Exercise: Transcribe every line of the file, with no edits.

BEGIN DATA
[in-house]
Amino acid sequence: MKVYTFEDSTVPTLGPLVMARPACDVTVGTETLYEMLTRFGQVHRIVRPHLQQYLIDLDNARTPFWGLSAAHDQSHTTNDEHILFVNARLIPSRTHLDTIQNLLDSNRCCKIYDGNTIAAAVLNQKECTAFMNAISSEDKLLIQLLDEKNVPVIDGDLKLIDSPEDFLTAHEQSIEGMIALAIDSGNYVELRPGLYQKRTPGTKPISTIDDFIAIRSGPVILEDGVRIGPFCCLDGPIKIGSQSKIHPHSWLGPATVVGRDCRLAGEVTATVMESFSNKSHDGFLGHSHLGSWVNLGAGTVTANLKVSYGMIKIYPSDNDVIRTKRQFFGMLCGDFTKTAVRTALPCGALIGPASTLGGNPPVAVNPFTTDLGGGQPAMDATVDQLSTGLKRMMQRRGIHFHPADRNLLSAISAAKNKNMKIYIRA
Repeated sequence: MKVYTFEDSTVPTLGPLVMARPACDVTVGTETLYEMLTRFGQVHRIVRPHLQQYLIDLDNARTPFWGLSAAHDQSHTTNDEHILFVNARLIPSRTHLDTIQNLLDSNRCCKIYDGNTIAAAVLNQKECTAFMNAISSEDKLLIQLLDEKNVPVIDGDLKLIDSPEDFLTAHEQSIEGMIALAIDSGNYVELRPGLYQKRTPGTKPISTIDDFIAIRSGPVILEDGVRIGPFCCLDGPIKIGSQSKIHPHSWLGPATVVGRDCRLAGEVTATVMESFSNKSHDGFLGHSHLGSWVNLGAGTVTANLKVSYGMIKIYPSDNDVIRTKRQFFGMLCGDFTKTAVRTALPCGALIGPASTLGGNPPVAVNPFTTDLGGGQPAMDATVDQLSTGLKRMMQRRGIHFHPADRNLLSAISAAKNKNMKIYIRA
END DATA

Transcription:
[in-house]
Amino acid sequence: MKVYTFEDSTVPTLGPLVMARPACDVTVGTETLYEMLTRFGQVHRIVRPHLQQYLIDLDNARTPFWGLSAAHDQSHTTNDEHILFVNARLIPSRTHLDTIQNLLDSNRCCKIYDGNTIAAAVLNQKECTAFMNAISSEDKLLIQLLDEKNVPVIDGDLKLIDSPEDFLTAHEQSIEGMIALAIDSGNYVELRPGLYQKRTPGTKPISTIDDFIAIRSGPVILEDGVRIGPFCCLDGPIKIGSQSKIHPHSWLGPATVVGRDCRLAGEVTATVMESFSNKSHDGFLGHSHLGSWVNLGAGTVTANLKVSYGMIKIYPSDNDVIRTKRQFFGMLCGDFTKTAVRTALPCGALIGPASTLGGNPPVAVNPFTTDLGGGQPAMDATVDQLSTGLKRMMQRRGIHFHPADRNLLSAISAAKNKNMKIYIRA
Repeated sequence: MKVYTFEDSTVPTLGPLVMARPACDVTVGTETLYEMLTRFGQVHRIVRPHLQQYLIDLDNARTPFWGLSAAHDQSHTTNDEHILFVNARLIPSRTHLDTIQNLLDSNRCCKIYDGNTIAAAVLNQKECTAFMNAISSEDKLLIQLLDEKNVPVIDGDLKLIDSPEDFLTAHEQSIEGMIALAIDSGNYVELRPGLYQKRTPGTKPISTIDDFIAIRSGPVILEDGVRIGPFCCLDGPIKIGSQSKIHPHSWLGPATVVGRDCRLAGEVTATVMESFSNKSHDGFLGHSHLGSWVNLGAGTVTANLKVSYGMIKIYPSDNDVIRTKRQFFGMLCGDFTKTAVRTALPCGALIGPASTLGGNPPVAVNPFTTDLGGGQPAMDATVDQLSTGLKRMMQRRGIHFHPADRNLLSAISAAKNKNMKIYIRA